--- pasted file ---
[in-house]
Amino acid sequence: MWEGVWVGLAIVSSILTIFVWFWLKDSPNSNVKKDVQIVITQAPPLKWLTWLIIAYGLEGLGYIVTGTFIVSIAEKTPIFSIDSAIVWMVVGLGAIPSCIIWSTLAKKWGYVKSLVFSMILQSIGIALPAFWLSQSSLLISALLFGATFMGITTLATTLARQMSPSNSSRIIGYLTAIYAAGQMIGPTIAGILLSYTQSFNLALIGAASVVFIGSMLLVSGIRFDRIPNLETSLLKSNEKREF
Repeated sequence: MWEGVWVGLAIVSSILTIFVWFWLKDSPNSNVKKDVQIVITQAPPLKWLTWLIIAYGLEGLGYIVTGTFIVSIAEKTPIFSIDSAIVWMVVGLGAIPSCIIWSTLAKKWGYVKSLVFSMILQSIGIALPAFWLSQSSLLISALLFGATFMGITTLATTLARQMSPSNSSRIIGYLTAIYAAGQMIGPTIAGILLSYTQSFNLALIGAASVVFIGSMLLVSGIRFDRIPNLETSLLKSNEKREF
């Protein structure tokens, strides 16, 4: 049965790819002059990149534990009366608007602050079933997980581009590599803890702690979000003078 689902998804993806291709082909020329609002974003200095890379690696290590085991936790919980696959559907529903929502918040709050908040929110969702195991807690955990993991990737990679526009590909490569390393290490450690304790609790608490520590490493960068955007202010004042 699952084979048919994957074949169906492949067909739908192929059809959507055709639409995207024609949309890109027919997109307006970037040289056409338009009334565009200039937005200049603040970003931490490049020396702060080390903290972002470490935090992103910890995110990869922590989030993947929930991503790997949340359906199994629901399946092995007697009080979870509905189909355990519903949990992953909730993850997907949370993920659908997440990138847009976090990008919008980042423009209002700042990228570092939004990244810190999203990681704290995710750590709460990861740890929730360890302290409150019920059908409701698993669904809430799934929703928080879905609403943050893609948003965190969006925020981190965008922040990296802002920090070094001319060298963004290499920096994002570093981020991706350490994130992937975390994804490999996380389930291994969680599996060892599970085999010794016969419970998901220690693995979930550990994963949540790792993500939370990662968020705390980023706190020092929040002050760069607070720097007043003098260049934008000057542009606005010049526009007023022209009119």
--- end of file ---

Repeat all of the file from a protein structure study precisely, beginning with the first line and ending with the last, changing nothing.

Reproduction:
[in-house]
Amino acid sequence: MWEGVWVGLAIVSSILTIFVWFWLKDSPNSNVKKDVQIVITQAPPLKWLTWLIIAYGLEGLGYIVTGTFIVSIAEKTPIFSIDSAIVWMVVGLGAIPSCIIWSTLAKKWGYVKSLVFSMILQSIGIALPAFWLSQSSLLISALLFGATFMGITTLATTLARQMSPSNSSRIIGYLTAIYAAGQMIGPTIAGILLSYTQSFNLALIGAASVVFIGSMLLVSGIRFDRIPNLETSLLKSNEKREF
Repeated sequence: MWEGVWVGLAIVSSILTIFVWFWLKDSPNSNVKKDVQIVITQAPPLKWLTWLIIAYGLEGLGYIVTGTFIVSIAEKTPIFSIDSAIVWMVVGLGAIPSCIIWSTLAKKWGYVKSLVFSMILQSIGIALPAFWLSQSSLLISALLFGATFMGITTLATTLARQMSPSNSSRIIGYLTAIYAAGQMIGPTIAGILLSYTQSFNLALIGAASVVFIGSMLLVSGIRFDRIPNLETSLLKSNEKREF
């Protein structure tokens, strides 16, 4: 049965790819002059990149534990009366608007602050079933997980581009590599803890702690979000003078 689902998804993806291709082909020329609002974003200095890379690696290590085991936790919980696959559907529903929502918040709050908040929110969702195991807690955990993991990737990679526009590909490569390393290490450690304790609790608490520590490493960068955007202010004042 699952084979048919994957074949169906492949067909739908192929059809959507055709639409995207024609949309890109027919997109307006970037040289056409338009009334565009200039937005200049603040970003931490490049020396702060080390903290972002470490935090992103910890995110990869922590989030993947929930991503790997949340359906199994629901399946092995007697009080979870509905189909355990519903949990992953909730993850997907949370993920659908997440990138847009976090990008919008980042423009209002700042990228570092939004990244810190999203990681704290995710750590709460990861740890929730360890302290409150019920059908409701698993669904809430799934929703928080879905609403943050893609948003965190969006925020981190965008922040990296802002920090070094001319060298963004290499920096994002570093981020991706350490994130992937975390994804490999996380389930291994969680599996060892599970085999010794016969419970998901220690693995979930550990994963949540790792993500939370990662968020705390980023706190020092929040002050760069607070720097007043003098260049934008000057542009606005010049526009007023022209009119």